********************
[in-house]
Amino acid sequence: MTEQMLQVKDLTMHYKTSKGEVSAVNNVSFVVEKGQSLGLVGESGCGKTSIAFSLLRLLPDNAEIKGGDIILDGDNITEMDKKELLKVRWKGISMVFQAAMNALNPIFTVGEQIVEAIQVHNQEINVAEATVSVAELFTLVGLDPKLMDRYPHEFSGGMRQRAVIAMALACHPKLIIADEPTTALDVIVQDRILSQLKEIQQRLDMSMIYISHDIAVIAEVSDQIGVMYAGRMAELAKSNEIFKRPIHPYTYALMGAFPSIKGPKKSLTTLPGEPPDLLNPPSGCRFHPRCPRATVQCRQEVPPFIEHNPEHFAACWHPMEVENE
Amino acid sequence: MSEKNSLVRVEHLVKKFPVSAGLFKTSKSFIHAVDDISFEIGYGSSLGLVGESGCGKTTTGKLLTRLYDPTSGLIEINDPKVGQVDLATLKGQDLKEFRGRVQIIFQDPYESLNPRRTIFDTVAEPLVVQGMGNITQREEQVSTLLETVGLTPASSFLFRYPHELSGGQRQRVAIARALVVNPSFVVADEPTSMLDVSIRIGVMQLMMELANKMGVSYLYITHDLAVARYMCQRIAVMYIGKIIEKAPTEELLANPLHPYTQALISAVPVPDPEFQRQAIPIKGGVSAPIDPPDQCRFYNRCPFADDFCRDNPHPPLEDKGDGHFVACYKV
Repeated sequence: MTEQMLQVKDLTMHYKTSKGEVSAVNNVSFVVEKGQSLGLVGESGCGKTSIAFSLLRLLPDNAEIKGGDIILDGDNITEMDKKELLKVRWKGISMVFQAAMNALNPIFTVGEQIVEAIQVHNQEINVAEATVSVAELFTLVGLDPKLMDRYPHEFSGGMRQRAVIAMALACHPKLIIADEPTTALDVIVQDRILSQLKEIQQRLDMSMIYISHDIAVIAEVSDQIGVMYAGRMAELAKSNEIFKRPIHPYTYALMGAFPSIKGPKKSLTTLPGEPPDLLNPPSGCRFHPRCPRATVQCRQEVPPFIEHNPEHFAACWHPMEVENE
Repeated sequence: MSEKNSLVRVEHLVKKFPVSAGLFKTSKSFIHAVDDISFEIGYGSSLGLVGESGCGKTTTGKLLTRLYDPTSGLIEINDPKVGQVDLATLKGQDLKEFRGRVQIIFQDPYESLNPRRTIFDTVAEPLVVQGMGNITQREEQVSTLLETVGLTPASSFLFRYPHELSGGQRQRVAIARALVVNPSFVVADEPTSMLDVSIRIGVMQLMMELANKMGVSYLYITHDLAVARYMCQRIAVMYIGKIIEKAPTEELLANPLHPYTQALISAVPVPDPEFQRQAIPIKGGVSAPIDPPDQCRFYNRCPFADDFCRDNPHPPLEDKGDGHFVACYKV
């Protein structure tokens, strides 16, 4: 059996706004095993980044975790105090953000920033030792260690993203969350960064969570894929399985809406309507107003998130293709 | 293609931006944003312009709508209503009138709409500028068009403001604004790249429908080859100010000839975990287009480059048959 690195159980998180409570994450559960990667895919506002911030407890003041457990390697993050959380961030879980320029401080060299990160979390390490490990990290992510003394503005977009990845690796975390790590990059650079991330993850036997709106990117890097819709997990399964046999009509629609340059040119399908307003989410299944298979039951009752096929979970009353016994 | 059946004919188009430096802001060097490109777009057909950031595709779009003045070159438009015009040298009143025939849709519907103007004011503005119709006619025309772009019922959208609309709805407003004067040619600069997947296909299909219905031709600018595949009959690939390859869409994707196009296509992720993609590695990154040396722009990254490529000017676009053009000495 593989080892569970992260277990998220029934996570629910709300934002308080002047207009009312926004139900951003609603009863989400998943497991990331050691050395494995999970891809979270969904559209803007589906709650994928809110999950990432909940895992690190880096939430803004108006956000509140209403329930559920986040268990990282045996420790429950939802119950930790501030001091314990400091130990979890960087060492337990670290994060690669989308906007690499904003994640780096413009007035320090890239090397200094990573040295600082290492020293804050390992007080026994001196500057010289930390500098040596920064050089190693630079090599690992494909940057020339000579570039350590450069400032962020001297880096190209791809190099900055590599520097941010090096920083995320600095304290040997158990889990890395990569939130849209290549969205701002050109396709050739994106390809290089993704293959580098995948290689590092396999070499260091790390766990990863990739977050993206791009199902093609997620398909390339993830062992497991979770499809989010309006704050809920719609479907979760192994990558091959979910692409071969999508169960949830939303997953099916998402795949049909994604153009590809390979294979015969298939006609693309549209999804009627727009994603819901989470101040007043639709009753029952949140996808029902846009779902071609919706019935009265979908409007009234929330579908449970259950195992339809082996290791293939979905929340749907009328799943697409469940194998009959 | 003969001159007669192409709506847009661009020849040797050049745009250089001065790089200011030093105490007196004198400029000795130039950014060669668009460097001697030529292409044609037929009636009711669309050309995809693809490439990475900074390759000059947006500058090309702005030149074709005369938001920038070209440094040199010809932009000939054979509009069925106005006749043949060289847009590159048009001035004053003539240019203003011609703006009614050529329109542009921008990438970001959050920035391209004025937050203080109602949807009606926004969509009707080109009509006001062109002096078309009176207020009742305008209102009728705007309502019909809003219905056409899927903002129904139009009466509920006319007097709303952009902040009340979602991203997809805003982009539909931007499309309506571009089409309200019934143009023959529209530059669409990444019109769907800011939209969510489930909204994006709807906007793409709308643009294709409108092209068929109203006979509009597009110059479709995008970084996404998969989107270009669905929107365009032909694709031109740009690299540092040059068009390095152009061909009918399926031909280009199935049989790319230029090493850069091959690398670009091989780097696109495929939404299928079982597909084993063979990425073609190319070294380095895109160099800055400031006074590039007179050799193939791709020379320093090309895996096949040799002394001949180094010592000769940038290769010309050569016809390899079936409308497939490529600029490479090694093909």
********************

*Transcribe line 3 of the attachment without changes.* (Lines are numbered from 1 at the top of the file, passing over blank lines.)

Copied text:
Amino acid sequence: MSEKNSLVRVEHLVKKFPVSAGLFKTSKSFIHAVDDISFEIGYGSSLGLVGESGCGKTTTGKLLTRLYDPTSGLIEINDPKVGQVDLATLKGQDLKEFRGRVQIIFQDPYESLNPRRTIFDTVAEPLVVQGMGNITQREEQVSTLLETVGLTPASSFLFRYPHELSGGQRQRVAIARALVVNPSFVVADEPTSMLDVSIRIGVMQLMMELANKMGVSYLYITHDLAVARYMCQRIAVMYIGKIIEKAPTEELLANPLHPYTQALISAVPVPDPEFQRQAIPIKGGVSAPIDPPDQCRFYNRCPFADDFCRDNPHPPLEDKGDGHFVACYKV